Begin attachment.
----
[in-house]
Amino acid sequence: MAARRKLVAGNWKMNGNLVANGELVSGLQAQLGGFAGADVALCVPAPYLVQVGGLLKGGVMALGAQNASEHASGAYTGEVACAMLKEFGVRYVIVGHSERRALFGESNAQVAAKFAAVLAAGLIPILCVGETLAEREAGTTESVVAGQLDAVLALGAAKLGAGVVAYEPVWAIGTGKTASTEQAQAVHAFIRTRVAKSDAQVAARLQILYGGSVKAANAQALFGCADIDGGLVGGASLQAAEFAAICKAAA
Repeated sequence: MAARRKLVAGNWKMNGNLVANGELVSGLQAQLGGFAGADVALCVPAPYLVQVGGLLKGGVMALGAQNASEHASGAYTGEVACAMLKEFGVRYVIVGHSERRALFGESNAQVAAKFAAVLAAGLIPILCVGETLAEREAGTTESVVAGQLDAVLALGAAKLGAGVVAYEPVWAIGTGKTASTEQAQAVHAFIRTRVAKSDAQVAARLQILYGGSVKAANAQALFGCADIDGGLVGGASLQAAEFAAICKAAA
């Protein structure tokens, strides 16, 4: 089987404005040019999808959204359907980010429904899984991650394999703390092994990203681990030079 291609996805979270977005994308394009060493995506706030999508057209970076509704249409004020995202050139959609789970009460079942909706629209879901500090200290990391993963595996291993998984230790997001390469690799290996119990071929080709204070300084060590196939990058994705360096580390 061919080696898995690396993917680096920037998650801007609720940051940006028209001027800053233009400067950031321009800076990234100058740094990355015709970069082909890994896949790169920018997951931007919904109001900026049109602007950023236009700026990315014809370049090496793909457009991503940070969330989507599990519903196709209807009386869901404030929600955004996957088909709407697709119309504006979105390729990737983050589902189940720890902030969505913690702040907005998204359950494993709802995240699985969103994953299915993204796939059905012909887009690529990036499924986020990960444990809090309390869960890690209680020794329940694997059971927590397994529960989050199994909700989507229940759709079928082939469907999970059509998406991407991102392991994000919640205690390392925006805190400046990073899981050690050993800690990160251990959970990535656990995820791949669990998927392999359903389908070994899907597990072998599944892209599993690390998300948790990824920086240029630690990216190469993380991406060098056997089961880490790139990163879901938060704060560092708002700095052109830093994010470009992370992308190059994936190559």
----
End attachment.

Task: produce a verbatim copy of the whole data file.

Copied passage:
[in-house]
Amino acid sequence: MAARRKLVAGNWKMNGNLVANGELVSGLQAQLGGFAGADVALCVPAPYLVQVGGLLKGGVMALGAQNASEHASGAYTGEVACAMLKEFGVRYVIVGHSERRALFGESNAQVAAKFAAVLAAGLIPILCVGETLAEREAGTTESVVAGQLDAVLALGAAKLGAGVVAYEPVWAIGTGKTASTEQAQAVHAFIRTRVAKSDAQVAARLQILYGGSVKAANAQALFGCADIDGGLVGGASLQAAEFAAICKAAA
Repeated sequence: MAARRKLVAGNWKMNGNLVANGELVSGLQAQLGGFAGADVALCVPAPYLVQVGGLLKGGVMALGAQNASEHASGAYTGEVACAMLKEFGVRYVIVGHSERRALFGESNAQVAAKFAAVLAAGLIPILCVGETLAEREAGTTESVVAGQLDAVLALGAAKLGAGVVAYEPVWAIGTGKTASTEQAQAVHAFIRTRVAKSDAQVAARLQILYGGSVKAANAQALFGCADIDGGLVGGASLQAAEFAAICKAAA
């Protein structure tokens, strides 16, 4: 089987404005040019999808959204359907980010429904899984991650394999703390092994990203681990030079 291609996805979270977005994308394009060493995506706030999508057209970076509704249409004020995202050139959609789970009460079942909706629209879901500090200290990391993963595996291993998984230790997001390469690799290996119990071929080709204070300084060590196939990058994705360096580390 061919080696898995690396993917680096920037998650801007609720940051940006028209001027800053233009400067950031321009800076990234100058740094990355015709970069082909890994896949790169920018997951931007919904109001900026049109602007950023236009700026990315014809370049090496793909457009991503940070969330989507599990519903196709209807009386869901404030929600955004996957088909709407697709119309504006979105390729990737983050589902189940720890902030969505913690702040907005998204359950494993709802995240699985969103994953299915993204796939059905012909887009690529990036499924986020990960444990809090309390869960890690209680020794329940694997059971927590397994529960989050199994909700989507229940759709079928082939469907999970059509998406991407991102392991994000919640205690390392925006805190400046990073899981050690050993800690990160251990959970990535656990995820791949669990998927392999359903389908070994899907597990072998599944892209599993690390998300948790990824920086240029630690990216190469993380991406060098056997089961880490790139990163879901938060704060560092708002700095052109830093994010470009992370992308190059994936190559």